In November 2012, California’s anti-human trafficking Proposition 35 (Prop 35) was enacted in California with 81 percent of the vote, and over 82 percent of the vote in Orange County, to increase the penalty for human trafficking, particularly in cases involving the trafficking of a minor by force.
A component of the OCHTTF is the OCDA’s Human Exploitation And Trafficking (HEAT) Unit, which targets perpetrators who sexually exploit and traffic women and underage girls for financial gain, including pimps, panderers, and human traffickers. The HEAT Unit uses a tactical plan called PERP: Prosecution, to bring justice for victims of human trafficking and hold perpetrators responsible using Prop 35; Education, to provide law enforcement training to properly handle human trafficking and pandering cases; Resources from public-private partnerships to raise public awareness about human trafficking and provide assistance to the victims; and Publicity, to inform the public and send a message to human traffickers that this crime cannot be perpetrated without suffering severe consequences.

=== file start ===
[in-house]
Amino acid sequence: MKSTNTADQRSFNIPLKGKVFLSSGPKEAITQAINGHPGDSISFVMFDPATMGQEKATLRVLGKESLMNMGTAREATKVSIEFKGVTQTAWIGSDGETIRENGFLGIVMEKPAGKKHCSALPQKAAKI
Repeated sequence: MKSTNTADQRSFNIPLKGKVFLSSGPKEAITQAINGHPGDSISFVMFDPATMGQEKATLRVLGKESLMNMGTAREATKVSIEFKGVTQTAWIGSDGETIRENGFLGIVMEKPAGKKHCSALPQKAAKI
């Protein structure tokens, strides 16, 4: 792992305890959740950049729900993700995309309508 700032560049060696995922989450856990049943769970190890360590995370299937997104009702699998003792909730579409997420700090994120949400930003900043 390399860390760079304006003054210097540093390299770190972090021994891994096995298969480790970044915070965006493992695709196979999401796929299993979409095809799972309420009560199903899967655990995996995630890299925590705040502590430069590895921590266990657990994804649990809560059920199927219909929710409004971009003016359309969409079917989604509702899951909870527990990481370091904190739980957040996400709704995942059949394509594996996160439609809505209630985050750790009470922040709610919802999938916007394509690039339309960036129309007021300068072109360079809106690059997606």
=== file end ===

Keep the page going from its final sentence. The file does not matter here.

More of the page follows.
Under the law, human trafficking is described as depriving or violating the personal liberty of another person with the intent to effect a violation of pimping or pandering. Pimping is described as knowingly deriving financial support in whole or in part from the proceeds of prostitution. Pandering is the act of persuading or procuring an individual to become a prostitute, or procuring and/or arranging for a person work in a house of prostitution.
Penal Code Section 236.1 defines:
(1) “Coercion” includes any scheme, plan, or pattern intended to cause a person to believe that failure to perform an act would result in serious harm to or physical restraint against any person; the abuse or threatened abuse of the legal process; debt bondage; or providing and facilitating the possession of any controlled substance to a person with the intent to impair the person’s judgment.
(2) “Commercial sex act” means sexual conduct on account of which anything of value is given or received by any person.